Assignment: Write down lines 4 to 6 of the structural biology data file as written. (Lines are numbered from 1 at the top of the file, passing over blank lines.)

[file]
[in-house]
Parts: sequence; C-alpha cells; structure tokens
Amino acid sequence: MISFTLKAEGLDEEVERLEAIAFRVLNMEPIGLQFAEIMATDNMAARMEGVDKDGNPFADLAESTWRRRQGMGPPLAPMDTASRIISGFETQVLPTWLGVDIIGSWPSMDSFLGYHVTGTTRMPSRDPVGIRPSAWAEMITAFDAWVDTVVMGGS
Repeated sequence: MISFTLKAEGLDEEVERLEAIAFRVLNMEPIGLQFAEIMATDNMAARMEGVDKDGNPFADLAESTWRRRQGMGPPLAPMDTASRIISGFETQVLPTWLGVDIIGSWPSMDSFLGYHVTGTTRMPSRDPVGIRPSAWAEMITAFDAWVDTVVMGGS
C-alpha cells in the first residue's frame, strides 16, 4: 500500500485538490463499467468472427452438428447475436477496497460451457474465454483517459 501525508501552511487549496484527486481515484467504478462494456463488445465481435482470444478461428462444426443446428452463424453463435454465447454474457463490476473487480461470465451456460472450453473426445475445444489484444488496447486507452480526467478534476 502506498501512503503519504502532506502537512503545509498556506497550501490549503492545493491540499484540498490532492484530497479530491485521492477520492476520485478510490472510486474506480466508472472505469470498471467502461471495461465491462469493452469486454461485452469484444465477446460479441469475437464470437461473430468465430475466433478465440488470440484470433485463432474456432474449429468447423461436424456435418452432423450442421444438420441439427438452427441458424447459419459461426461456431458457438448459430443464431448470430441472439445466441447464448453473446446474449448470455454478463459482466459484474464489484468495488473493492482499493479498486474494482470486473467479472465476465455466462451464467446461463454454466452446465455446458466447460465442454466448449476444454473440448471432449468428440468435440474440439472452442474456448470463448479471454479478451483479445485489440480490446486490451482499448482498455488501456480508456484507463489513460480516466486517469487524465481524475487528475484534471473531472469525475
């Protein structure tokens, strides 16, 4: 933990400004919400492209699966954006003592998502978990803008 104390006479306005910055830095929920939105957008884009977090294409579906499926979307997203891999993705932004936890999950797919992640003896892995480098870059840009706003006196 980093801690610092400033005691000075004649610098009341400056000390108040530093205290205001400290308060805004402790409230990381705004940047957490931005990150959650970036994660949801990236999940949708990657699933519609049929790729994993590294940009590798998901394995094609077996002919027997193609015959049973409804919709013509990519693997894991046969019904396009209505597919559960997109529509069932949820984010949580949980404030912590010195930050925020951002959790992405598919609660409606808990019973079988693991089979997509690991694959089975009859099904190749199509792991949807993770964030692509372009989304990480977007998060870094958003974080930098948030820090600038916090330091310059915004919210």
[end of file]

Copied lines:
Repeated sequence: MISFTLKAEGLDEEVERLEAIAFRVLNMEPIGLQFAEIMATDNMAARMEGVDKDGNPFADLAESTWRRRQGMGPPLAPMDTASRIISGFETQVLPTWLGVDIIGSWPSMDSFLGYHVTGTTRMPSRDPVGIRPSAWAEMITAFDAWVDTVVMGGS
C-alpha cells in the first residue's frame, strides 16, 4: 500500500485538490463499467468472427452438428447475436477496497460451457474465454483517459 501525508501552511487549496484527486481515484467504478462494456463488445465481435482470444478461428462444426443446428452463424453463435454465447454474457463490476473487480461470465451456460472450453473426445475445444489484444488496447486507452480526467478534476 502506498501512503503519504502532506502537512503545509498556506497550501490549503492545493491540499484540498490532492484530497479530491485521492477520492476520485478510490472510486474506480466508472472505469470498471467502461471495461465491462469493452469486454461485452469484444465477446460479441469475437464470437461473430468465430475466433478465440488470440484470433485463432474456432474449429468447423461436424456435418452432423450442421444438420441439427438452427441458424447459419459461426461456431458457438448459430443464431448470430441472439445466441447464448453473446446474449448470455454478463459482466459484474464489484468495488473493492482499493479498486474494482470486473467479472465476465455466462451464467446461463454454466452446465455446458466447460465442454466448449476444454473440448471432449468428440468435440474440439472452442474456448470463448479471454479478451483479445485489440480490446486490451482499448482498455488501456480508456484507463489513460480516466486517469487524465481524475487528475484534471473531472469525475
């Protein structure tokens, strides 16, 4: 933990400004919400492209699966954006003592998502978990803008 104390006479306005910055830095929920939105957008884009977090294409579906499926979307997203891999993705932004936890999950797919992640003896892995480098870059840009706003006196 980093801690610092400033005691000075004649610098009341400056000390108040530093205290205001400290308060805004402790409230990381705004940047957490931005990150959650970036994660949801990236999940949708990657699933519609049929790729994993590294940009590798998901394995094609077996002919027997193609015959049973409804919709013509990519693997894991046969019904396009209505597919559960997109529509069932949820984010949580949980404030912590010195930050925020951002959790992405598919609660409606808990019973079988693991089979997509690991694959089975009859099904190749199509792991949807993770964030692509372009989304990480977007998060870094958003974080930098948030820090600038916090330091310059915004919210």